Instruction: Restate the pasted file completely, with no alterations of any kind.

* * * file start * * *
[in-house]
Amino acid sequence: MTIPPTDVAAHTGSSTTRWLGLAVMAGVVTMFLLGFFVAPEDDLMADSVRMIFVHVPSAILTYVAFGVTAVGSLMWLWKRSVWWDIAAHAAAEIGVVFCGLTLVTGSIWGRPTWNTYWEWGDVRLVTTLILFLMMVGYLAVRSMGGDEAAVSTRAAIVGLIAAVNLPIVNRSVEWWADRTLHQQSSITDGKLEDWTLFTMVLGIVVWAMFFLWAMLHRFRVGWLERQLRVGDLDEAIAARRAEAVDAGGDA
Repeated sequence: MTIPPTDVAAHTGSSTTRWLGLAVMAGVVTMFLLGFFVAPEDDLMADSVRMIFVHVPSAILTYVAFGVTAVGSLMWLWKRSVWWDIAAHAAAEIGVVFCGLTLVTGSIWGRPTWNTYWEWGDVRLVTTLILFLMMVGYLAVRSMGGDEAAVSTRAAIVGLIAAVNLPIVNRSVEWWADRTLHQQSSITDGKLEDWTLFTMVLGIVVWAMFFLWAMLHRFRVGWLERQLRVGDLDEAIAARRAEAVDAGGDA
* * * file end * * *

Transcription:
[in-house]
Amino acid sequence: MTIPPTDVAAHTGSSTTRWLGLAVMAGVVTMFLLGFFVAPEDDLMADSVRMIFVHVPSAILTYVAFGVTAVGSLMWLWKRSVWWDIAAHAAAEIGVVFCGLTLVTGSIWGRPTWNTYWEWGDVRLVTTLILFLMMVGYLAVRSMGGDEAAVSTRAAIVGLIAAVNLPIVNRSVEWWADRTLHQQSSITDGKLEDWTLFTMVLGIVVWAMFFLWAMLHRFRVGWLERQLRVGDLDEAIAARRAEAVDAGGDA
Repeated sequence: MTIPPTDVAAHTGSSTTRWLGLAVMAGVVTMFLLGFFVAPEDDLMADSVRMIFVHVPSAILTYVAFGVTAVGSLMWLWKRSVWWDIAAHAAAEIGVVFCGLTLVTGSIWGRPTWNTYWEWGDVRLVTTLILFLMMVGYLAVRSMGGDEAAVSTRAAIVGLIAAVNLPIVNRSVEWWADRTLHQQSSITDGKLEDWTLFTMVLGIVVWAMFFLWAMLHRFRVGWLERQLRVGDLDEAIAARRAEAVDAGGDA